Today unemployment remains extraordinarily high and the big gap between rich and poor is still getting bigger, but we are told that the economy must be recovering, because the stock market is going up again. Given the incredible level of public disgust with the financial system, there was a wonderful opportunity to push for fundamental change … but that opportunity has now passed, and the bankers have started to award themselves the same obscene bonuses they were rewarding themselves before the whole system began to collapse.
Obama vowed to address our dysfunctional health care system, and the basic problem is quite simple: the wealthy and powerful people who dominate this country do not want a comprehensive health care system, they want a profitable health care industry. The solution is also quite simple: a single-payer system along the lines of the UK, Canada, France and almost every other developed nation, which would be relatively easy to implement by extending Medicare. But the health insurance industry has many hundreds of well-paid lobbyists in Washington to promote its interests, and it now appears that, rather than solve the problem, the new system that Congress is about to set up will be even more lucrative for the insurers, since everyone will be required to have health insurance. “The [healthcare] industry and interest groups have spent $380 million in recent months influencing healthcare legislation through lobbying, advertising and in direct political contributions to members of Congress” (The Guardian, October 1, 2009).
I could go on to mention Bush’s unconstitutional attack on civil liberties, which the Obama administration has continued, and Obama’s disappointing approach to climate change negotiations, but enough is enough. Regardless of what Obama may or may not believe personally, in practice he is far from the progressive we need today. We live in a time of great crisis — social, economic, ecological — and a good part of the problem is a badly broken political system. Today there is no longer any significant difference between the wealthy people who control the economy and the powerful people who dominate the political system. As a result, we continue to be victimized by an economic system that requires never-ending growth, trashes the earth, and makes the very rich even richer, while more and more of the rest of us struggle to get by. As Dan Hamburg concluded from his years in the U.S. Congress: “The real government of our country is economic, dominated by large corporations that charter the state to do their bidding. Fostering a secure environment in which corporations and their investors can flourish is the paramount objective of both [political] parties.” Every few years our votes are needed to legitimize the political system, and those votes are bought with incredibly sophisticated (and expensive) public relations and advertising campaigns. Except for that occasional ritual, it is delusive to think that we have government of the people, by the people, for the people.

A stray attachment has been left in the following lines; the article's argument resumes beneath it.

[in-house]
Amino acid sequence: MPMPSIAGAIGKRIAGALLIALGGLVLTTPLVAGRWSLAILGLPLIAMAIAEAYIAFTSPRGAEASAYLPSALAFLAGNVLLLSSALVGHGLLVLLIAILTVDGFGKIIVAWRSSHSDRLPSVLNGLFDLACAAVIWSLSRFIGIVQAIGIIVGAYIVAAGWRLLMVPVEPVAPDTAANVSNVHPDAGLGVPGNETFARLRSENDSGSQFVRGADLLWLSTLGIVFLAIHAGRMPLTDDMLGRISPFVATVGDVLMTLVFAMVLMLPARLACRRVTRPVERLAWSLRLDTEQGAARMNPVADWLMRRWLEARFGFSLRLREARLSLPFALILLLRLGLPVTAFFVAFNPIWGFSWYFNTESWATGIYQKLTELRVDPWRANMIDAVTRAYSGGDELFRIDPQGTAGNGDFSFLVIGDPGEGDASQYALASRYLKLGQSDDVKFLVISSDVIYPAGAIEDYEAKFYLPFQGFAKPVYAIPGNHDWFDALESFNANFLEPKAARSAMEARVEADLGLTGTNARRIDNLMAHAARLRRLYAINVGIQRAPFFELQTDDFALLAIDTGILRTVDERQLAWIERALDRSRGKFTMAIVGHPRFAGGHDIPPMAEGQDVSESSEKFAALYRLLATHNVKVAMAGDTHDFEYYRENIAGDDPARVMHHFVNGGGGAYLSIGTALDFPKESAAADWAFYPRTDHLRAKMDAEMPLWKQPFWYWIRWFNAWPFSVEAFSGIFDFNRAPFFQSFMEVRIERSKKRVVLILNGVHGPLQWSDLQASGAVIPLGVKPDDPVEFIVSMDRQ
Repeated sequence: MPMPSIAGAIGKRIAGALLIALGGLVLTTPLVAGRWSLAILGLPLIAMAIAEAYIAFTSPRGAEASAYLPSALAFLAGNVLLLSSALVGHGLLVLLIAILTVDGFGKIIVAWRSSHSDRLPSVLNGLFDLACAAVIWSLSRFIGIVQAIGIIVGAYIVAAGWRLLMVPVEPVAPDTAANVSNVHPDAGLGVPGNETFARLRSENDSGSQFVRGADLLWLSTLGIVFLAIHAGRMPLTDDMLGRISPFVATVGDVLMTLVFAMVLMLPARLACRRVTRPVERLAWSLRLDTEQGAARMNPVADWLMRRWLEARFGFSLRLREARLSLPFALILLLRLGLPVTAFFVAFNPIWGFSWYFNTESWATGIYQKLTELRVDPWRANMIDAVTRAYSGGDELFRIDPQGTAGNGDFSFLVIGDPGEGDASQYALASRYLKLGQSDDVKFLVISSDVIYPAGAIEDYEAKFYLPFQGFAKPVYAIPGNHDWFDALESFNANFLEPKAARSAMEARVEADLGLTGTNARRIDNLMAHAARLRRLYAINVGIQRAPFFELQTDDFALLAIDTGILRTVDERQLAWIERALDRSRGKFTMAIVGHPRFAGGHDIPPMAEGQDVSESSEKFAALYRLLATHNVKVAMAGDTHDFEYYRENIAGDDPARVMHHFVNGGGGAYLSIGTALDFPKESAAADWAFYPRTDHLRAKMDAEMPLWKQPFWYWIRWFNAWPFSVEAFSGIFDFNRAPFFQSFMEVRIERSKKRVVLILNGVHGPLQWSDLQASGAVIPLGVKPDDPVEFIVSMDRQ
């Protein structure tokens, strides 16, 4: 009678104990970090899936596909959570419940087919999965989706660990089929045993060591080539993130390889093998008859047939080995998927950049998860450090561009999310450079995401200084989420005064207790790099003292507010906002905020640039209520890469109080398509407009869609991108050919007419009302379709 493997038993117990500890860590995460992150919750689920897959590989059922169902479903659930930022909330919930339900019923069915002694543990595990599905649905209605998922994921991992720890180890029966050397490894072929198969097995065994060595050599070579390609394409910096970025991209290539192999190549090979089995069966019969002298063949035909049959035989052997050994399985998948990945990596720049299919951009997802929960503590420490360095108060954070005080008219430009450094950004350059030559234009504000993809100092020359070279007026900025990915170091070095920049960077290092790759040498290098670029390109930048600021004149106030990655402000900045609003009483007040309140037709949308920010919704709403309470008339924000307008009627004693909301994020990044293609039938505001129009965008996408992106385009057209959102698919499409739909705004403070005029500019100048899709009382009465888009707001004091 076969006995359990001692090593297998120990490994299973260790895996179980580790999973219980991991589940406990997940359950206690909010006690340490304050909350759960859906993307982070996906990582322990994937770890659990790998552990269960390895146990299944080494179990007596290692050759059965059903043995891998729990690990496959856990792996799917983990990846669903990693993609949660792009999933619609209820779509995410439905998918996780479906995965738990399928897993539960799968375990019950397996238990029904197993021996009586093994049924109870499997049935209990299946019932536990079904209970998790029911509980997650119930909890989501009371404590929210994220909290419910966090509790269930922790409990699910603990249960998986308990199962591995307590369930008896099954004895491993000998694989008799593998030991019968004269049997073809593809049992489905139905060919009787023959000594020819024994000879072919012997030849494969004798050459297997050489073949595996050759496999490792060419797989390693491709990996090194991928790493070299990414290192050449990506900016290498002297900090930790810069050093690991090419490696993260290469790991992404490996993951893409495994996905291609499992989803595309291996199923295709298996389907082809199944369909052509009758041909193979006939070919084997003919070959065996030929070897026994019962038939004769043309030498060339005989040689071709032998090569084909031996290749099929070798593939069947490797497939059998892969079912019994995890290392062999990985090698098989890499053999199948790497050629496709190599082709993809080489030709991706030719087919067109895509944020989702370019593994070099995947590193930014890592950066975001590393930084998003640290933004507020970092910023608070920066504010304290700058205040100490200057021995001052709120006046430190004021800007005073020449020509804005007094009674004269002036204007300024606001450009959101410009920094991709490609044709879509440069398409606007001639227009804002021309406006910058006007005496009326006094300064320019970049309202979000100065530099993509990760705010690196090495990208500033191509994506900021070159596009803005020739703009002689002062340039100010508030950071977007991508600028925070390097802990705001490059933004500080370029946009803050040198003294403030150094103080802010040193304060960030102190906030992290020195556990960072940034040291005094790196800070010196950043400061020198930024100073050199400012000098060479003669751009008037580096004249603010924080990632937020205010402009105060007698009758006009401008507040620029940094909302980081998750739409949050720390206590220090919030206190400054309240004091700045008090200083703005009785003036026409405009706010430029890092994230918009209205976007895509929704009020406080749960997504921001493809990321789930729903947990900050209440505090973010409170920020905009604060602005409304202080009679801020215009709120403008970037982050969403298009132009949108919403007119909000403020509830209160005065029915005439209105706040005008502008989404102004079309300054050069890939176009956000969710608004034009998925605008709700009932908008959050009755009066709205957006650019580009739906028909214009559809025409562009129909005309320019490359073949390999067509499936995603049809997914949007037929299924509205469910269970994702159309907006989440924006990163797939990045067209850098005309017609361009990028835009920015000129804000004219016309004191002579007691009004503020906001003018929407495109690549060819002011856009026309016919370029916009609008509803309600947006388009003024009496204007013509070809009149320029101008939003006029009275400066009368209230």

Elsewhere I’ve argued that today the Buddhist “three poisons” of greed, ill will and delusion have become institutionalized: our economic system (corporate consumer capitalism) institutionalizes greed, our militarism is institutionalized ill will, and our “infotainment” media institutionalize delusion.* The three support and reinforce each other, which makes it very difficult to challenge any of them, especially since the people who control this interlocking system also happen to be the ones who benefit the most from it.
In the last few years, however, public dissatisfaction has been growing rapidly: the war in Iraq is now widely viewed as a disaster based on lies, and the economic crisis has exposed the corruption built into the financial system. There is some hope of a radical reformation, and many of us believed that an Obama administration might move in that direction. Regretfully, it is time to wake up and acknowledge that Obama is not doing that, and is not likely to do anything like that.